A CalPERS panel has recommended the lowest average health plan premium increase since 1998, at 3.03%. CalPERS' decision to award contracts to more insurers could have helped lower the increase. Sacramento Business Journal, Sacramento Bee's "The State Worker."
Government Accountability Office reports say that while officials have made significant progress in developing regulatory framework and guidance for health insurance exchanges, several key deadlines have been missed and there still is major work to complete. Wall Street Journal et al.
Los Angeles might award Blue Shield of California a three-year contract to provide health coverage for city workers. Blue Shield's bid would cost nearly $9 million less than a proposal by Anthem Blue Cross, which holds the current contract. Los Angeles Times.
Aetna has announced it will stop selling individual health insurance plans in California at the end of 2013, withdrawing as the Affordable Care Act begins to reshape the health insurance market in 2014. Aetna has about 49,000 individual policyholders in the state, making up a small portion of the insurer's business. Affected policyholders will be able to enroll in other plans by the end of this year. The company said it will continue selling health insurance in California to Medicare beneficiaries and employers, as well as dental and life insurance plans. Wall Street Journal.
On Friday, CMS issued a proposed rule last week that outlines guidelines for the health insurance exchanges under the Affordable Care Act. The guidelines seek to clarify oversight of premium assistance programs and provide other technical details. Modern Healthcare, CQ HealthBeat.
The number of health plans available through the Affordable Care Act's health insurance exchanges will vary sharply by state. For example, 13 insurers are expected to offer plans through California's exchange, while Maine residents will choose between two insurers. New York Times.
Last week, San Francisco's Health Service System voted 4-2 to approve Kaiser Permanente's proposed health premium rate hike of more than 5% for city workers in 2014 and immediately "begin negotiations for 2015." The board told Kaiser officials that more detailed financial accounting would be necessary. An analysis released by San Francisco last month found that the insurance company took in $87 million more from city workers and their dependents between 2010 and 2012 than it cost to serve them. Los Angeles Times.
Anthem Blue Cross and the University of California have announced an agreement to add five UC medical centers and 5,000 affiliated physicians to Anthem's offerings in Covered California, the state's health insurance exchange. The five medical centers are UC-San Francisco Medical Center, UC-Davis Medical Center and hospitals at UCLA, UC-Irvine and UC-San Diego. San Francisco Business Times' "Bay Area Biz Talk."
Rep. Darrel Issa of California sent a letter to HHS Secretary Kathleen Sebelius, accusing the department of violating a ban on the use of federal funds for an "in-person assisters" program in states that will operate their own health insurance exchanges. The Hill's "Healthwatch."
Insurance Commissioner Dave Jones is urging Covered California to bar Anthem Blue Cross from the health exchange's small business market because the insurer imposed several "excessive and unreasonable" rate hikes. Los Angeles Times et al.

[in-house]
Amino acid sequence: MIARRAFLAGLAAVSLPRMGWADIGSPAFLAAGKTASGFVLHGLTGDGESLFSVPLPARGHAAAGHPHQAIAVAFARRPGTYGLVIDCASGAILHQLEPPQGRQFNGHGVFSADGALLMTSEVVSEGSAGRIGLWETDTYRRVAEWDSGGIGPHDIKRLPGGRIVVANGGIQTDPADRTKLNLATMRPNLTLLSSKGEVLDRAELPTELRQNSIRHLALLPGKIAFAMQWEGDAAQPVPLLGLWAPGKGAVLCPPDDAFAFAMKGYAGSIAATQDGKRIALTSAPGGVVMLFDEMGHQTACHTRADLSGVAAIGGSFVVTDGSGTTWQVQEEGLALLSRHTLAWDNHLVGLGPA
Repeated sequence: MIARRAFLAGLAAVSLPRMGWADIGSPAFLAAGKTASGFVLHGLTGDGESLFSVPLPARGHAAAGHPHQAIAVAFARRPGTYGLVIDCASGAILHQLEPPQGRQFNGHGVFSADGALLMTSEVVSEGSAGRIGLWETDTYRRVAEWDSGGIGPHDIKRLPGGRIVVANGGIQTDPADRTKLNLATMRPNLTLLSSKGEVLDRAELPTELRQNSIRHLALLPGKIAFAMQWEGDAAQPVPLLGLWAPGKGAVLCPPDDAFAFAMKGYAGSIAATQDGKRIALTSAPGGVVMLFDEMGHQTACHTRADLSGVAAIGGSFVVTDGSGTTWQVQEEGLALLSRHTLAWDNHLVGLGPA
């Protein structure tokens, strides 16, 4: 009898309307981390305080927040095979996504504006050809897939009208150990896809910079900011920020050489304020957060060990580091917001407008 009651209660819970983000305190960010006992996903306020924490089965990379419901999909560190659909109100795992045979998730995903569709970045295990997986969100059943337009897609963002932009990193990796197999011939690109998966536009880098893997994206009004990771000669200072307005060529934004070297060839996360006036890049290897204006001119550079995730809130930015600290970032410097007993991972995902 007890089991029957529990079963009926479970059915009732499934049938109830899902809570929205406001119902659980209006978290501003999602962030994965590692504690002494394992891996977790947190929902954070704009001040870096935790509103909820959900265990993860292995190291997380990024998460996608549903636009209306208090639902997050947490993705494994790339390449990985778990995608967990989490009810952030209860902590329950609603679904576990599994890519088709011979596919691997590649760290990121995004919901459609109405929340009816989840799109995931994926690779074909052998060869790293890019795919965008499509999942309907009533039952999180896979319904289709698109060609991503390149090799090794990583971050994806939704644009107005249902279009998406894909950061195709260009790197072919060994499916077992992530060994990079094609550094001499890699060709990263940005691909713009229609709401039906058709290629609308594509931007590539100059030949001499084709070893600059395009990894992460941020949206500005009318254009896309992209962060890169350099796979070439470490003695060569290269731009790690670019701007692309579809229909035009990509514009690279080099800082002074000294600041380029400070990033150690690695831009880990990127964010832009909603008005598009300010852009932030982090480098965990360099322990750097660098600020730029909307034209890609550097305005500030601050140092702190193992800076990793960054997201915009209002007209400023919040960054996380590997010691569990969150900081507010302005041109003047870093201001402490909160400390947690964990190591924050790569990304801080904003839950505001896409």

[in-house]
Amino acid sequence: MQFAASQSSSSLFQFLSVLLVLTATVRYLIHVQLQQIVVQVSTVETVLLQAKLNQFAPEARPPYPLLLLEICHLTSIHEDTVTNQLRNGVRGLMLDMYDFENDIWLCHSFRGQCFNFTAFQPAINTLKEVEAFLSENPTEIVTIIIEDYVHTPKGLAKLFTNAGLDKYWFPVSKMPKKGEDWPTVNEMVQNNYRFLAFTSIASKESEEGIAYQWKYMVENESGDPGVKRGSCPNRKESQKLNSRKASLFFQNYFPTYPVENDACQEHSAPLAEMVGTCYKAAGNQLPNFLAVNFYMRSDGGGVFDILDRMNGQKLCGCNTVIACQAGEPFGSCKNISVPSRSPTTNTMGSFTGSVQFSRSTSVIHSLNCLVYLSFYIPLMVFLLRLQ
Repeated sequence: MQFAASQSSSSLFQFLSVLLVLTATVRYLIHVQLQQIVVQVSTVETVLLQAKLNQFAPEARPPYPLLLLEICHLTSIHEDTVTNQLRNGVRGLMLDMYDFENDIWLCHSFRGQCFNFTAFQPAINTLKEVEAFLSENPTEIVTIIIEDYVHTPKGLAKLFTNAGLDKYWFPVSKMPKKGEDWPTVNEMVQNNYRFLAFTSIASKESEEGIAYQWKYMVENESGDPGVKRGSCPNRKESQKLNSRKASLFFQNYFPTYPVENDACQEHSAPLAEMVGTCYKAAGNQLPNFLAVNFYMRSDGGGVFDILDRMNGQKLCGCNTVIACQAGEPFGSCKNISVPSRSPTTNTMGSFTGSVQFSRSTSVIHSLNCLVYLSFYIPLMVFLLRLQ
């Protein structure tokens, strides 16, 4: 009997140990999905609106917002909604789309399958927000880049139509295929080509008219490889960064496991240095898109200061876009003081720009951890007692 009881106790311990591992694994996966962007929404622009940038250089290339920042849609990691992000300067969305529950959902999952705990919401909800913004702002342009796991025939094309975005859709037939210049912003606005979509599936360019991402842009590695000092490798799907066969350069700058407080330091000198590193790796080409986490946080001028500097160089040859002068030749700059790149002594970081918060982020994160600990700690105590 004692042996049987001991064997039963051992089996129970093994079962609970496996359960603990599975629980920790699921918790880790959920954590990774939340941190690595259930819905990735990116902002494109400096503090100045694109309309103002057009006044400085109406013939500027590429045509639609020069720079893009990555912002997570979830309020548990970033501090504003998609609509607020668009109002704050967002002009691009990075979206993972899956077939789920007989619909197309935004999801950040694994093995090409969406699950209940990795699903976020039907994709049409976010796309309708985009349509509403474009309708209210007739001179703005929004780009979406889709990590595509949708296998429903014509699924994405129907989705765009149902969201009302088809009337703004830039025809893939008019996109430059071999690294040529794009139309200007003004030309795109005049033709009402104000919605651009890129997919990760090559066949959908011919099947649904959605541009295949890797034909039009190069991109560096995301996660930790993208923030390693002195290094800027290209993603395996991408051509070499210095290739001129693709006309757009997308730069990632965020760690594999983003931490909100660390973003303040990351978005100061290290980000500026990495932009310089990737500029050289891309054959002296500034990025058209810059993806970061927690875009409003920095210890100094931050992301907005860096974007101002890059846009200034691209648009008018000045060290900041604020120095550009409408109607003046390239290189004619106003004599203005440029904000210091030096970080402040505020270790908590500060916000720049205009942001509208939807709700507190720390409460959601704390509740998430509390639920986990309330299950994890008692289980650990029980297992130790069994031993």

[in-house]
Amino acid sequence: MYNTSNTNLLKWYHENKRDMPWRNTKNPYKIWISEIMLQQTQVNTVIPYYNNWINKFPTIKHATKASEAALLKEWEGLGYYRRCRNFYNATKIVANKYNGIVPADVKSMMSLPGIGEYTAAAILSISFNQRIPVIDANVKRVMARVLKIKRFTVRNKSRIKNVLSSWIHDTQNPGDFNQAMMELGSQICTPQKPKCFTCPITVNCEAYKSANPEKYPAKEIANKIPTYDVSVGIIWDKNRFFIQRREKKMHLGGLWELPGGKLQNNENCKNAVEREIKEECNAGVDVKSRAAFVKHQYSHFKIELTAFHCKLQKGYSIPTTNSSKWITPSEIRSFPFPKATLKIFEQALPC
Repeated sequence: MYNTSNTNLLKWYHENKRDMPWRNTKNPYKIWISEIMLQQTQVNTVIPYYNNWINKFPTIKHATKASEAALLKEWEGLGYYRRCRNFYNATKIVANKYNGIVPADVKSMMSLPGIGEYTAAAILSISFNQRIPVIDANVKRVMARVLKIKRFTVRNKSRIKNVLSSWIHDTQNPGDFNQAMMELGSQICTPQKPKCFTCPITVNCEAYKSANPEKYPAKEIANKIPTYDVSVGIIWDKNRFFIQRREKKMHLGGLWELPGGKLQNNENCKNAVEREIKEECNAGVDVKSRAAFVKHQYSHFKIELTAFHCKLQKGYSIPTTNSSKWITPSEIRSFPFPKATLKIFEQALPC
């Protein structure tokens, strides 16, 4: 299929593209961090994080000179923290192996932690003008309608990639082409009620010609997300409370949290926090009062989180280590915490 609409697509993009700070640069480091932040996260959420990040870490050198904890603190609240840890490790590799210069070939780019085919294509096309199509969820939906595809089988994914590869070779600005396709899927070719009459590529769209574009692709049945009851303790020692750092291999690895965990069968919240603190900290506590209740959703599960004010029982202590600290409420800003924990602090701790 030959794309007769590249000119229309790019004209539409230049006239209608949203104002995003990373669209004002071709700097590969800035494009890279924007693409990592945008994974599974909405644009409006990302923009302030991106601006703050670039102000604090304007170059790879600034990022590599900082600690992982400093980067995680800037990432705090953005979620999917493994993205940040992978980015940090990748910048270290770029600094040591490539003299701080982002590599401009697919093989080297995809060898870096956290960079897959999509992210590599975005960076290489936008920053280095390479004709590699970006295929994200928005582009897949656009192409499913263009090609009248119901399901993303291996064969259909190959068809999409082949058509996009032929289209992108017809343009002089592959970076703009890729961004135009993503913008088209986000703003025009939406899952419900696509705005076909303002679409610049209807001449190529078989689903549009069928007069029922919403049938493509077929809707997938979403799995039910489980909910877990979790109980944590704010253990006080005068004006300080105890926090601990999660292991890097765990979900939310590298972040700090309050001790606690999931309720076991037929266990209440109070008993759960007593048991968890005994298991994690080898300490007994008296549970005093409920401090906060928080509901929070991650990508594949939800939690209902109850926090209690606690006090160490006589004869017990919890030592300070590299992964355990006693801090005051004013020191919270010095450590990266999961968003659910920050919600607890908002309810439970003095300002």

California advocacy group Consumer Watchdog has filed a lawsuit against UnitedHealthcare, alleging that the insurer's mail-order prescription program is discriminatory under state civil rights law and threatens the health and safety of HIV/AIDS patients. The lawsuit is seeking statewide class certification, a court order to prevent implementation of the mail-order requirement, damages and attorney's fees. Sacramento Business Journal, Payers & Providers.
San Francisco Chronicle columnist Debra Saunders argues that the Affordable Care Act will lead to higher premiums in the individual market "because in 2014 insurance companies cannot turn down or charge higher rates to people with pre-existing conditions." She adds, "Plus Obamacare threw in some goodies, such as no co-payments for contraception and preventive care." Saunders argues, "A lot of uninsured Californians are hungry for the security that health coverage provides. For those people, higher premiums should seem like a reasonable trade-off." San Francisco Chronicle.
A study published in Health Affairs predicts that about 30 million U.S. residents still will lack health coverage by 2016. However, that figure is expected to shrink gradually after 2016, as enrollment in state insurance exchanges increases. Washington Post's "Wonkblog," National Journal.
A Los Angeles Times editorial argues that state lawmakers and Gov. Brown's administration must ensure that Covered California -- the state's health insurance exchange -- and counties provide newly eligible health insurance consumers with "hassle-free customer service." Because the Affordable Care Act's success depends on more Americans obtaining health coverage, the state should "make sure that whether applicants contacted Covered California or a county welfare office, they could be enrolled on the spot in whatever insurance program they were eligible for." Los Angeles Times.
An Accenture Research report finds that about 20% of U.S. residents in the next four years will obtain health coverage through privately operated exchanges. The report cites estimates that 25% of businesses are considering using a private exchange in the next five years. The Hill's "Healthwatch."